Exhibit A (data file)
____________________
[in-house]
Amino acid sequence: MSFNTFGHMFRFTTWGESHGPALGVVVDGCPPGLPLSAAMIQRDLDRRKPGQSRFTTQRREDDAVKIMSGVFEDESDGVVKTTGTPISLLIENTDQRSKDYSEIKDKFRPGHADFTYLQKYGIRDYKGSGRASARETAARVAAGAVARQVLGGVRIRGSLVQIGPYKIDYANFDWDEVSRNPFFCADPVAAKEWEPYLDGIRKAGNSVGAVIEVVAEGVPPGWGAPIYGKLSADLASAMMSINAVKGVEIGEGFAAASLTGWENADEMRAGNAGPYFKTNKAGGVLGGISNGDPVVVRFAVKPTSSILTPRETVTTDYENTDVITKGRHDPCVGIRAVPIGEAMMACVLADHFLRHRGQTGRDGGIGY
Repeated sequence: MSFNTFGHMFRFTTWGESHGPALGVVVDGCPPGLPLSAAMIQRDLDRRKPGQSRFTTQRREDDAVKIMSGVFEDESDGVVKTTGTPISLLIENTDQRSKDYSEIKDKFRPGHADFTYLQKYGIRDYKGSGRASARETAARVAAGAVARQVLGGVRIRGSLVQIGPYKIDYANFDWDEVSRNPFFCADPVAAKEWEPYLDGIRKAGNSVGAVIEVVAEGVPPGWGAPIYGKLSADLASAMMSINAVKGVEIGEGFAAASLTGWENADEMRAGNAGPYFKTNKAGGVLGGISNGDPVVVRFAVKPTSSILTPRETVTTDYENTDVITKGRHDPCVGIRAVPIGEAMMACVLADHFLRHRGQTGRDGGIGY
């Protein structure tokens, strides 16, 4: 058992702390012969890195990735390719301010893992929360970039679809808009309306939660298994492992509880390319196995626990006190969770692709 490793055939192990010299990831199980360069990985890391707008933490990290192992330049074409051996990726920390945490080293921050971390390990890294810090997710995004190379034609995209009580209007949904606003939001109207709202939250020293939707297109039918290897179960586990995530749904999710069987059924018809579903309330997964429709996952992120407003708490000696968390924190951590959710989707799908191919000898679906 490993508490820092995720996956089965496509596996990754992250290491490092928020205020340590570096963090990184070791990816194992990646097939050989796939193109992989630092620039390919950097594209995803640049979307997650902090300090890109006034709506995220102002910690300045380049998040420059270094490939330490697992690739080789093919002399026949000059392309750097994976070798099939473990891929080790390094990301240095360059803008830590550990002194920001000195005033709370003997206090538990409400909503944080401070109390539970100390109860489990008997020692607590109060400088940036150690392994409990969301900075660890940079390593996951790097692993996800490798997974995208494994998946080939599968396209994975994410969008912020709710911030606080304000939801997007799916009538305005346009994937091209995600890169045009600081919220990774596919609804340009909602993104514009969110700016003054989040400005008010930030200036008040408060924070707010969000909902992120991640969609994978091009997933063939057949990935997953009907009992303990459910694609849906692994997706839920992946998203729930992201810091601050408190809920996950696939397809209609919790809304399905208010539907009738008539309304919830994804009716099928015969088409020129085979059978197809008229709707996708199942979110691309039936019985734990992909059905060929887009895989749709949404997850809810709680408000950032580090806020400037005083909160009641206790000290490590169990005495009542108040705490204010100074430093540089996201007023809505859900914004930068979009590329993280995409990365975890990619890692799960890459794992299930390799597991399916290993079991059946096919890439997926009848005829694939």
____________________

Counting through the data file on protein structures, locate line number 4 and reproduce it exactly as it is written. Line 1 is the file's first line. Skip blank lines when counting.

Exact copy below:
């Protein structure tokens, strides 16, 4: 058992702390012969890195990735390719301010893992929360970039679809808009309306939660298994492992509880390319196995626990006190969770692709 490793055939192990010299990831199980360069990985890391707008933490990290192992330049074409051996990726920390945490080293921050971390390990890294810090997710995004190379034609995209009580209007949904606003939001109207709202939250020293939707297109039918290897179960586990995530749904999710069987059924018809579903309330997964429709996952992120407003708490000696968390924190951590959710989707799908191919000898679906 490993508490820092995720996956089965496509596996990754992250290491490092928020205020340590570096963090990184070791990816194992990646097939050989796939193109992989630092620039390919950097594209995803640049979307997650902090300090890109006034709506995220102002910690300045380049998040420059270094490939330490697992690739080789093919002399026949000059392309750097994976070798099939473990891929080790390094990301240095360059803008830590550990002194920001000195005033709370003997206090538990409400909503944080401070109390539970100390109860489990008997020692607590109060400088940036150690392994409990969301900075660890940079390593996951790097692993996800490798997974995208494994998946080939599968396209994975994410969008912020709710911030606080304000939801997007799916009538305005346009994937091209995600890169045009600081919220990774596919609804340009909602993104514009969110700016003054989040400005008010930030200036008040408060924070707010969000909902992120991640969609994978091009997933063939057949990935997953009907009992303990459910694609849906692994997706839920992946998203729930992201810091601050408190809920996950696939397809209609919790809304399905208010539907009738008539309304919830994804009716099928015969088409020129085979059978197809008229709707996708199942979110691309039936019985734990992909059905060929887009895989749709949404997850809810709680408000950032580090806020400037005083909160009641206790000290490590169990005495009542108040705490204010100074430093540089996201007023809505859900914004930068979009590329993280995409990365975890990619890692799960890459794992299930390799597991399916290993079991059946096919890439997926009848005829694939």